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(en) US, IWW*, Amid Union Pressure and Expansion, Starbucks Loosens Purse Strings

Date Mon, 16 Oct 2006 09:45:22 +0200

Wage Increase a Welcome Step But Flaws Abound
After a summer spent highlighting the poverty wage at the world's largest coffee
chain and expanding into the Chicago market, the IWW Starbucks Workers Union
[www.StarbucksUnion.org] has won a wage increase from the company. The raise will
benefit Starbucks employees in New York City, Chicago, and around the country.
In Chicago, starting pay for baristas has increased from $7.50 per hour to $7.80.
After six months, Chicago baristas will make $8.58 per hour if they receive a
favorable performance review. In New York City, baristas will make $9.63 per hour
after six months on the job and a favorable performance review. Senior baristas
will receive only a ten-cent raise to discourage long-term employment at Starbucks.

"We fought hard and this is a great union victory but
there's still a ways to go," said Isis Saenz, an IWW
member and Starbucks barista in New York. "Starbucks
Chairman Howard Schultz needs to accept that baristas
deserve a living wage and have a right to join a union
free of coercion."

Significant deficiencies persist with compensation for
Starbucks employees. The coffee giant is a 100%
part-time employer- employees lack any guaranteed work
hours. While the wage increase was a step in the
right direction, still low pay and lack of secure work
hours combine for a poverty pay package at Starbucks.
Despite an aggressive long-term PR campaign by
Starbucks casting itself as a leader in employee
health care, the majority of workers remain without
insurance from the company.

Senior Starbucks workers were given a
disproportionately low wage increase, reflecting a
trend of large-retailers like Wal-Mart trimming away
"costlier" long-term employees despite their
substantial contribution to the enterprise. The
performance review basis for the six-month raise is
problematic as well. Starbucks all too often issues
negative performance reviews to punish baristas who
challenge unjust company policies.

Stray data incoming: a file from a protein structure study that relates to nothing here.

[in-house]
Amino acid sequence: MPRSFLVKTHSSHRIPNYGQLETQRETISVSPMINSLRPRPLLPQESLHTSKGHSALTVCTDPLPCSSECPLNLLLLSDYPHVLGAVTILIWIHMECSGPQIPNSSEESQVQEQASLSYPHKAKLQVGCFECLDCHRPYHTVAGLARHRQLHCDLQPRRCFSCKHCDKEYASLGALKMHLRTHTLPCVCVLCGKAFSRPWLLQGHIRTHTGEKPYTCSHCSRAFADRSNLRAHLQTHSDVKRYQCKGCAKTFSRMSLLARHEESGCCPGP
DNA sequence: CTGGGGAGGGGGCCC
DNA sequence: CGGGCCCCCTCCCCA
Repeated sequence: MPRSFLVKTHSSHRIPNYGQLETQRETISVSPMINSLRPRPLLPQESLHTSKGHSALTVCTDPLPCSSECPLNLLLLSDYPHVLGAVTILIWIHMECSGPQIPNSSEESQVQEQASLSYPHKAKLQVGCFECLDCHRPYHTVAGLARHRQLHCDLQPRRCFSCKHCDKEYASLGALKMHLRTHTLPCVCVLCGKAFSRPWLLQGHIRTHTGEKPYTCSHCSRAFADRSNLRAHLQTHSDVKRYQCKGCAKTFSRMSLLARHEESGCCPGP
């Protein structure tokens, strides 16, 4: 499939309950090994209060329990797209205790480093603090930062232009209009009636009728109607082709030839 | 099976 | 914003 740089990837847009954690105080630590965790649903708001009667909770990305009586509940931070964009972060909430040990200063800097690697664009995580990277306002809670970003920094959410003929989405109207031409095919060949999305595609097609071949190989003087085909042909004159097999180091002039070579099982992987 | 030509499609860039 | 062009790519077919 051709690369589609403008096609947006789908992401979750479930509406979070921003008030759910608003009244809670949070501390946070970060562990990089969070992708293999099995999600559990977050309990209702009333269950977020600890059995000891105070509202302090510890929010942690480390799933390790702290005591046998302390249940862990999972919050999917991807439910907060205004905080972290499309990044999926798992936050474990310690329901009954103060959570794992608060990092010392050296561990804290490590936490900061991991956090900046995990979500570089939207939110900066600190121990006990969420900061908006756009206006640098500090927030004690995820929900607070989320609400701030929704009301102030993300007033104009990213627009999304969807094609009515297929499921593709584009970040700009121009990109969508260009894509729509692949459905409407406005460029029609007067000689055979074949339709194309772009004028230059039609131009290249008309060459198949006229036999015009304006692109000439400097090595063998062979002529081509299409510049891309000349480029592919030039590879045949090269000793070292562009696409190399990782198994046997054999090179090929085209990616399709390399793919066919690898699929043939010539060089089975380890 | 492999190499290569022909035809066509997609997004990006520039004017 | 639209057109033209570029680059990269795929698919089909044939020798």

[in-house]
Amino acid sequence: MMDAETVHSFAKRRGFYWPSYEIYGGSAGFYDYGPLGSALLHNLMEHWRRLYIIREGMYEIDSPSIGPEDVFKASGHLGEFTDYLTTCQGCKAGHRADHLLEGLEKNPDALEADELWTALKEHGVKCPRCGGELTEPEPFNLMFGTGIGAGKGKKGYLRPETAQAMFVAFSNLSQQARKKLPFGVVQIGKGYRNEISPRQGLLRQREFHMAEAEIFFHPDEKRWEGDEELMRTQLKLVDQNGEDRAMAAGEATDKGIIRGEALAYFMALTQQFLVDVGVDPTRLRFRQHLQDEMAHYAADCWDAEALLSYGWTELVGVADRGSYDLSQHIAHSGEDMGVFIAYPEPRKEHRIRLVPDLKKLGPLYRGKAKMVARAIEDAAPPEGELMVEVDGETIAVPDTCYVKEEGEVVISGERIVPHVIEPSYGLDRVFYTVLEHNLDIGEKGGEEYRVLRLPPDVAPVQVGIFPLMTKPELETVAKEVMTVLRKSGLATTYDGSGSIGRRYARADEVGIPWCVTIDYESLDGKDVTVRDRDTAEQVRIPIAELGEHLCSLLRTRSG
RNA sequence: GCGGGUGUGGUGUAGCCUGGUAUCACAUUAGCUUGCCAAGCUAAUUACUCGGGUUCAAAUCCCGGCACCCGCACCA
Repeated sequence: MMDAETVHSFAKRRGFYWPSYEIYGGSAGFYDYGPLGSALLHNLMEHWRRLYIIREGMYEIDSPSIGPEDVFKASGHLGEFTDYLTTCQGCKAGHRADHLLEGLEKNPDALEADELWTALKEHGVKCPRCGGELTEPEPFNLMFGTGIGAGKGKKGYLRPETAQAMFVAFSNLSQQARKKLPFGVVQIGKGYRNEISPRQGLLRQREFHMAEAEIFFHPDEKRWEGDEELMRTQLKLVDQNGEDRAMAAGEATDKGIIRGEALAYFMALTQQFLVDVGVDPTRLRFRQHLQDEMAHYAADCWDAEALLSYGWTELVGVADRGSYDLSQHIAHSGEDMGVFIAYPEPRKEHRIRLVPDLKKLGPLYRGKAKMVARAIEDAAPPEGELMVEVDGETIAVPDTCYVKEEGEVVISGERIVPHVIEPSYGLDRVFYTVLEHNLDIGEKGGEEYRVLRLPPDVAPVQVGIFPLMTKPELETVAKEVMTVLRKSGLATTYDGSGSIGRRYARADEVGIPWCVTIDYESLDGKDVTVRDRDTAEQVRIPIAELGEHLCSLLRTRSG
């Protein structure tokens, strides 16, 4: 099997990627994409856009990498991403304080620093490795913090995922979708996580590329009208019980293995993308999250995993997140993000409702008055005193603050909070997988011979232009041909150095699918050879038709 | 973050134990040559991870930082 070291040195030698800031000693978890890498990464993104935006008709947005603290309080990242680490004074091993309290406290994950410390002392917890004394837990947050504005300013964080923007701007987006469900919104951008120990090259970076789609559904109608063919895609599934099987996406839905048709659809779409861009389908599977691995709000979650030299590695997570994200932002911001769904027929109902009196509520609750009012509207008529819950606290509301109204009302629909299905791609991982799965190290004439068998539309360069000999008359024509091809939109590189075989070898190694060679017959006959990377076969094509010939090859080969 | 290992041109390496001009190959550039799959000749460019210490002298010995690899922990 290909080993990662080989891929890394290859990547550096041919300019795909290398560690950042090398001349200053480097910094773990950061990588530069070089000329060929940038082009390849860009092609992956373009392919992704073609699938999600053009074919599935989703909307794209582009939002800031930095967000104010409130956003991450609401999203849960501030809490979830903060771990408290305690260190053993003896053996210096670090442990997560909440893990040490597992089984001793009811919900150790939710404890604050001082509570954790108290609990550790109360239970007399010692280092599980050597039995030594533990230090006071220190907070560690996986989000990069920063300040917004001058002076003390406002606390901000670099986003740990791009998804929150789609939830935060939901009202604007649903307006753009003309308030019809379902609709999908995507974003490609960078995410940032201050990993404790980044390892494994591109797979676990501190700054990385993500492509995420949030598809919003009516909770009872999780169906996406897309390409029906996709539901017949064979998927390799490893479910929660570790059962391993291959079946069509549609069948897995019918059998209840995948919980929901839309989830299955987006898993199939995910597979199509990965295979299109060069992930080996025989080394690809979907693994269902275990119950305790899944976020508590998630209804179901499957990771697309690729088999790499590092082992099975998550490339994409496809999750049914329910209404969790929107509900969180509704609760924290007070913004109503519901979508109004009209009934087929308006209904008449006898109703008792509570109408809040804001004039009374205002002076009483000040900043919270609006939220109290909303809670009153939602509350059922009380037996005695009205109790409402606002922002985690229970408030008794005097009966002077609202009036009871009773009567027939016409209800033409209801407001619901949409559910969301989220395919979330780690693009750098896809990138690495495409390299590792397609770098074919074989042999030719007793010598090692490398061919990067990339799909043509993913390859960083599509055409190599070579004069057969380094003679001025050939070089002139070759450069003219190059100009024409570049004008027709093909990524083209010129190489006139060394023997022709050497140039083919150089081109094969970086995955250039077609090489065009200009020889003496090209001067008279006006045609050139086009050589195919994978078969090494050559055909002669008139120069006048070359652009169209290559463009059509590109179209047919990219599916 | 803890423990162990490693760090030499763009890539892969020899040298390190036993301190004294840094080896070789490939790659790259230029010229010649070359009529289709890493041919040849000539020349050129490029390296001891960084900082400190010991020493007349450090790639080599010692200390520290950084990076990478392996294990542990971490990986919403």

"It's great to have more money to try and make ends
meet," said Christine Morin, an IWW member and
Starbucks barista in Chicago. "At the same time we're
very aware that in conjunction with the more obvious
aspects of the Starbucks' union-busting campaign, this
wage increase is designed to preempt further IWW
growth at the company."

Starbucks has instructed store-level management to
hold one-on-one meetings with employees to claim that
a company survey was the reason for the increase, not
union pressure. Under this reasoning, Starbucks
needed a survey to know poverty wage employees desired
a raise. Starbucks has characterized past gains won
by the union as, "random acts of kindness." The
company does not respect the union's right to exist
and is waging a fierce anti-union campaign for which
it has been cited in a massive complaint by the
National Labor Relations Board.

The IWW Starbucks Workers Union is a grassroots
organization of employees at the world's largest
coffee chain united for dignity at work. The union
has an organized presence at seven Starbucks locations
in New York City and Chicago fighting for systemic
change at the company and remedying individual
grievances. In New York City, the union has raised
the wage of many employees almost 25% in less than two
and a half years of organizing. IWW baristas have
also fought successfully for improved scheduling and
store safety. Workers who join the union have
immediate access to co-workers and members of the
community who will struggle with them for a better
life on the job.


* An antiauthoritarian anticapitalist syndicate
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